North Korea and China have been engaged in massive illicit offshore trading near their sea border to avoid international monitoring, a source said Thursday.
The source in China said dozens of Chinese ships have converged off the coast of Cholsan, North Pyongan every day to trade goods away from prying eyes at the land border. They trade not only food, construction materials, agricultural goods and daily necessities but also coal and iron ore, according to the source.
Chinese authorities have pledged to obey sanctions imposed by the UN Security Council in April, "but have yet to crack down on the offshore trade," the source added.
The smuggling operations have apparently allowed the North to raise enough money to pass out gifts ahead of the Workers Party anniversary celebrations in May.
A government source here confirmed the story. "We are receiving accounts of coastal trade being conducted between North Korea and China dealing in food, minerals and daily necessities. The amount is quite significant, especially from fisheries products."
The source said the offshore trade is not recorded in Chinese customs data. Trade between China and North Korea officially amounted to US$5.5 billion last year, but an intelligence source here said the illicit trade is estimated at another $2.2 billion.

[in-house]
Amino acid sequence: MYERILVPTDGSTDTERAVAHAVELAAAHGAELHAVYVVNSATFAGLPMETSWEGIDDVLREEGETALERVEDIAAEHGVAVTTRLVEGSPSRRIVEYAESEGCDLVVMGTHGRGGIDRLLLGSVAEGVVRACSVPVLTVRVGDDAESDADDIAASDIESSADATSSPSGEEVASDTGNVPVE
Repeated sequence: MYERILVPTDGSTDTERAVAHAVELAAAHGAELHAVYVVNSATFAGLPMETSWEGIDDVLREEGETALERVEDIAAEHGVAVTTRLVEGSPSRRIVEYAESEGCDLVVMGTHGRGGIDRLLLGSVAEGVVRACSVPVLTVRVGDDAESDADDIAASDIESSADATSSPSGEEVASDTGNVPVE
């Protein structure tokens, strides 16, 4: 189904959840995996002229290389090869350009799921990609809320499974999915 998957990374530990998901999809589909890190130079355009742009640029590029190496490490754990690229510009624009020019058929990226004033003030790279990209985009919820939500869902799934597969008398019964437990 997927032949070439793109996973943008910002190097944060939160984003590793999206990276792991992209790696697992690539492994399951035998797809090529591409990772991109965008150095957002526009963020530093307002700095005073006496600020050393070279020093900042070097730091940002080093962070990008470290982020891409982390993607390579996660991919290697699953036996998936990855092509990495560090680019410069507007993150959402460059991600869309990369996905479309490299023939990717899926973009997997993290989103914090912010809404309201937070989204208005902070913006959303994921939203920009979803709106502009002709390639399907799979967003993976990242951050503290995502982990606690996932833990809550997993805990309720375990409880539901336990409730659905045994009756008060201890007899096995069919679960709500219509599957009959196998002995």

Choe Kyong-hee at Hanyang University, a North Korean defector, said, "China may appear to be strengthening sanctions against trade with North Korea, as seen in the crackdown on Hongxiang Industrial Development Co., but illicit trade between the two countries will continue."
Meanwhile, North Korea has apparently increased exports of fisheries products to China and Russia in spite of the sanctions.
Voice of America on Wednesday cited Chinese customs data that put North Korea's exports of fisheries products to China in the first eight months of this year at around $110 million, up 70 percent on-year. Unlike coal and iron ore, there have been no moves by the international community to sanction North Korea's exports of fisheries products.
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